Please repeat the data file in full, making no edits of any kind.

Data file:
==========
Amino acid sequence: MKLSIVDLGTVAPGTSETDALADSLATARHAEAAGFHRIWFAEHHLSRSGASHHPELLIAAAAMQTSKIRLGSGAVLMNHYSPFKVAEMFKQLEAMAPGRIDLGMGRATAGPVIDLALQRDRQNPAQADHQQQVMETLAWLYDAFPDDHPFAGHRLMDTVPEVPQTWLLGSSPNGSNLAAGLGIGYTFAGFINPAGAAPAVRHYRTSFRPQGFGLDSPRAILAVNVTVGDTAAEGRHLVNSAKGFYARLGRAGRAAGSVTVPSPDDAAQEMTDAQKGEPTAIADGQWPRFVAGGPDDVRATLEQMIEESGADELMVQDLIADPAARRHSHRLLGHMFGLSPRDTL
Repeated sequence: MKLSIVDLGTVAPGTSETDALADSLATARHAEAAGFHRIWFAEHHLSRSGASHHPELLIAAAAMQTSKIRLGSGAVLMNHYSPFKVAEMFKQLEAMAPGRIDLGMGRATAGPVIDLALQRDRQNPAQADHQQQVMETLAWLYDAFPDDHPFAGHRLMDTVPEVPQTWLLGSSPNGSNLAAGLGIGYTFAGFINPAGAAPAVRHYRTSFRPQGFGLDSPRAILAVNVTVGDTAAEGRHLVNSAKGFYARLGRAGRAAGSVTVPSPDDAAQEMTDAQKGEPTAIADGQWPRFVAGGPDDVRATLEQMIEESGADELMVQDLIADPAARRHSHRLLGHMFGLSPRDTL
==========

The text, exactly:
Amino acid sequence: MKLSIVDLGTVAPGTSETDALADSLATARHAEAAGFHRIWFAEHHLSRSGASHHPELLIAAAAMQTSKIRLGSGAVLMNHYSPFKVAEMFKQLEAMAPGRIDLGMGRATAGPVIDLALQRDRQNPAQADHQQQVMETLAWLYDAFPDDHPFAGHRLMDTVPEVPQTWLLGSSPNGSNLAAGLGIGYTFAGFINPAGAAPAVRHYRTSFRPQGFGLDSPRAILAVNVTVGDTAAEGRHLVNSAKGFYARLGRAGRAAGSVTVPSPDDAAQEMTDAQKGEPTAIADGQWPRFVAGGPDDVRATLEQMIEESGADELMVQDLIADPAARRHSHRLLGHMFGLSPRDTL
Repeated sequence: MKLSIVDLGTVAPGTSETDALADSLATARHAEAAGFHRIWFAEHHLSRSGASHHPELLIAAAAMQTSKIRLGSGAVLMNHYSPFKVAEMFKQLEAMAPGRIDLGMGRATAGPVIDLALQRDRQNPAQADHQQQVMETLAWLYDAFPDDHPFAGHRLMDTVPEVPQTWLLGSSPNGSNLAAGLGIGYTFAGFINPAGAAPAVRHYRTSFRPQGFGLDSPRAILAVNVTVGDTAAEGRHLVNSAKGFYARLGRAGRAAGSVTVPSPDDAAQEMTDAQKGEPTAIADGQWPRFVAGGPDDVRATLEQMIEESGADELMVQDLIADPAARRHSHRLLGHMFGLSPRDTL